NEW DELHI: The Delhi High Court today refused to stay grant of flying license to new airline AirAsia India by aviation regulator DGCA.
“There is no urgency. The AOP (Air Operator’s Permit or flying license) granted will be subject to the outcome of the writ petition. The application is disposed of accordingly,” the bench said.
“Just because the situation has changed a little bit does not mean a fresh cause of action has to be initiated,” it said.
AirAsia India was granted the flying license by DGCA on May 7.
AirAsia India’s CEO Mittu Chandilya had earlier said, “We will be launching flights in about two to three months. We would soon be filing our flight schedules for approval from the DGCA, and after the approval we would seek slots at the different airports.”
The high court had yesterday agreed to hear FIA’s plea challenging grant of flying license to AirAsia India by DGCA.
The interim application moved by FIA had sought to restrain AirAsia India from commencing its scheduled air transport operations during the pendency of the petition.
The plea had also sought “to restrain the Centre from granting any decision or grant of any further approvals/ permissions/NOC/permits in favor of AirAsia India”.
The petition had submitted that a direction be issued to DGCA to restrain AirAsia India from scheduling flights and selling tickets to the passengers.
It had alleged that the grant of AOP to the new airline by DGCA was in “complete defiance of this court’s order as the matter is sub-judice”.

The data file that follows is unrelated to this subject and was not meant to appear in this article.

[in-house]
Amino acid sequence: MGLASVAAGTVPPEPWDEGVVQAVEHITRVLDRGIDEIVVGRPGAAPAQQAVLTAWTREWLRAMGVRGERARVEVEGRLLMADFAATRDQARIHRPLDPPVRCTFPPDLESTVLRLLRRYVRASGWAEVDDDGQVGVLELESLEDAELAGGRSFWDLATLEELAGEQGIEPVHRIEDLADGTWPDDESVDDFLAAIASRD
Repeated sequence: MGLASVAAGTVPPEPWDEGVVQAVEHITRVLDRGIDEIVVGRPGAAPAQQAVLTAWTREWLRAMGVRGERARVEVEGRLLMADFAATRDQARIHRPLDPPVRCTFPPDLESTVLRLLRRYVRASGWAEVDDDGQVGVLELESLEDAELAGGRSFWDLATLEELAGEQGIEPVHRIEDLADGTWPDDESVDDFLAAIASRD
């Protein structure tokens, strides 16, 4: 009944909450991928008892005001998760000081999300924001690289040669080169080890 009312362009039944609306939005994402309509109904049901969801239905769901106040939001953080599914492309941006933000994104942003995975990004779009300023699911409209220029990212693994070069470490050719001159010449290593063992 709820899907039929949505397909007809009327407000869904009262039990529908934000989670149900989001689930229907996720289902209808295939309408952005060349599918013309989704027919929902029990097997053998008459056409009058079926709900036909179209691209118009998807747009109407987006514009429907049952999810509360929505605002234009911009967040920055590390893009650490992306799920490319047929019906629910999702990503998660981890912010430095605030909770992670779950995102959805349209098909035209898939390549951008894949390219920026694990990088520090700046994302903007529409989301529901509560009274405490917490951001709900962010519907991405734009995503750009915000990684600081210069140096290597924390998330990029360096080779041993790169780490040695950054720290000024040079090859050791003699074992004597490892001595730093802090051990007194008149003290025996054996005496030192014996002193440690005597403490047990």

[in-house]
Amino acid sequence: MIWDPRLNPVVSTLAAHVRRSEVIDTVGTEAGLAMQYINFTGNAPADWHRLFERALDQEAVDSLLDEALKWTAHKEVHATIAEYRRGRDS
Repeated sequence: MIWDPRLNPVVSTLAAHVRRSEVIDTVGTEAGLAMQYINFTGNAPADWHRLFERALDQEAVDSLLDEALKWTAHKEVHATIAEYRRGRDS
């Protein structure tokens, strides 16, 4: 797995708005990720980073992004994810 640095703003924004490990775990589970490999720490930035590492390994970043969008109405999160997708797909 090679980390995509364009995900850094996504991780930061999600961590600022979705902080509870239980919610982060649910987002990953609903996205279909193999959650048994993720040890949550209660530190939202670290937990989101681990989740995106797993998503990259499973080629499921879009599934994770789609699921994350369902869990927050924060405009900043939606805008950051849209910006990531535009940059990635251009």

The high court had on May 1 decided to constitute a special bench to hear pleas seeking quashing of approvals being granted by the Centre to operationalise the USD 30 million deal between Tata Sons and Malaysia-based AirAsia.
FIA has filed two separate petitions challenging the approvals being granted to AirAsia India and Tata-SIA Airlines deals respectively.
BJP leader Subramanian Swamy has also filed a PIL opposing the clearance granted to the deal.
Swamy and FIA are opposing clearance to the deal on the ground that according to government policy, foreign direct investment (FDI) up to 49 per cent is allowed in existing airlines which are already in operation and not to new or proposed joint ventures.
Tata-SIA Airlines Ltd is a joint venture between Tata and Singapore Airlines and AirAsia India is a joint venture between Tata Sons and Malaysia-based AirAsia.–PTI